Anyone with even a minor internet presence is bound to have come across the term privacy laws or GDPR or both. Long story short, GDPR is the European Union’s strict policies aimed at protecting the privacy of an EU citizen. The EU has a strong track record of protecting an individual’s rights, especially privacy.
Implemented in 2018, the General Data Protection Rules shifted the balance of power from businesses to individuals. Since then, GDPR has become a guiding light for data privacy across the world.
Right, so what is the DPA, then?
The Data Protection Act was a law enacted in the United Kingdom with similar goals to protect citizen’s data. However, this one has some history to it. First implemented in 1998, when the internet was still very young, and data wasn’t yet the new oil, it has undergone multiple revisions to keep up with the changing times. Its latest version was introduced in 2018, the same year as the GDPR.
And that’s hardly surprising, given that the DPA 2018 borrows generously from the GDPR data protection framework and also complements the GDPR rules.
Same, but different?
When the intent is the same, the implementation will be similar. The over-arching principles are the same, but the finer details are slightly different. Thomson Reuters goes into great detail in comparing the two laws in their Practical Law section. A prudent point to note here is that the comparison is between the old DPA and the combination of the new laws; i.e. DPA 1998 versus GDPR+DPA 2018.
Why so? Because of the relation between the EU and the UK
The European Union is a financial and administrative collaboration between most countries of Europe. A key point was the creation of a common currency among members and setting up institutions with jurisdiction over all members related to some parts of defense and justice.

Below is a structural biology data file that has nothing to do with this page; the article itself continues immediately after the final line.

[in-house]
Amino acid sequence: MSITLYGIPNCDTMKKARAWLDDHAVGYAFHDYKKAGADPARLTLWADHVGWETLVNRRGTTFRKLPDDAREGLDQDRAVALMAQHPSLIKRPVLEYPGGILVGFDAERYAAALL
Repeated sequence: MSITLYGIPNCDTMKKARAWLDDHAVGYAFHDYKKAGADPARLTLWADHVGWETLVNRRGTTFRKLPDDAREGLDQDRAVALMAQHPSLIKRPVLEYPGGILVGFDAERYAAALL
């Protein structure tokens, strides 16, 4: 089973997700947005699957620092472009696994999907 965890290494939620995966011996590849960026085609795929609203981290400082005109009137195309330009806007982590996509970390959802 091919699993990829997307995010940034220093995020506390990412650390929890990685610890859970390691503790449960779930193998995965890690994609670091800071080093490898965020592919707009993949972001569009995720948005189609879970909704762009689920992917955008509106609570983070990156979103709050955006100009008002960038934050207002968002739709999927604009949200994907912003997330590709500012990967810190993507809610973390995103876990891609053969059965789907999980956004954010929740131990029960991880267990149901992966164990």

In the interest of boosting trade, citizens of member countries could freely move in the European Union area without having to apply for separate visas or having to endure passport control. But creating the European Union took a long time over many years of discussions, treaties, understandings, and agreements. During this time, governments in the UK were changing, and so were the ideologies – the UK was seesawing between joining the EU and not joining.
Ultimately, the UK joined the EU but was not a full member. The UK joined under the conditions that it would maintain its currency – the Pound – along with the common currency – the Euro. It also maintained an “open border” between itself and the EU. Citizens could move between the EU and the UK and stay for any length without visas, but passport controls were in place.
In 2016, it all changed when the UK decided to leave the EU in a decision famously termed Brexit.
Brexit’s Impact on GDPR
As long as the UK was a quasi member of the EU, the laws enacted by the EU applied to the UK as well, but the enforcement of such laws was subject to the UK government’s approval. So the usual practice was to make minor essential changes to the EU laws and pass a UK version of them in the British Parliament.
It wasn’t different for the data privacy laws either.
As and when GDPR was taking shape in the EU, DPA (the 2018 version) was taking shape in the UK. And since both had the same origins, they are somewhat similar. However, Brexit meant that EU citizens are no more the same as UK citizens, and so EU laws would not apply to UK citizens and vice versa. Subtle differences can have severe impacts on individuals as well as businesses.
A distinction that can have serious repercussions relates to the rights of the user. Whereas the GDPR holds a user’s right as the highest priority, DPA 2018 provides an exemption when organizations “processing data for scientific, historical, statistical and archiving purposes.”
Because of many such fine details and polished nuances embedded deep into the laws, businesses dealing with clients in the EU and the UK cannot afford to take data privacy rules lightly. At oneDPO, we apply artificial intelligence and privacy engineering to help organizations protect privacy, a fundamental human right, and be compliant with all the applicable laws.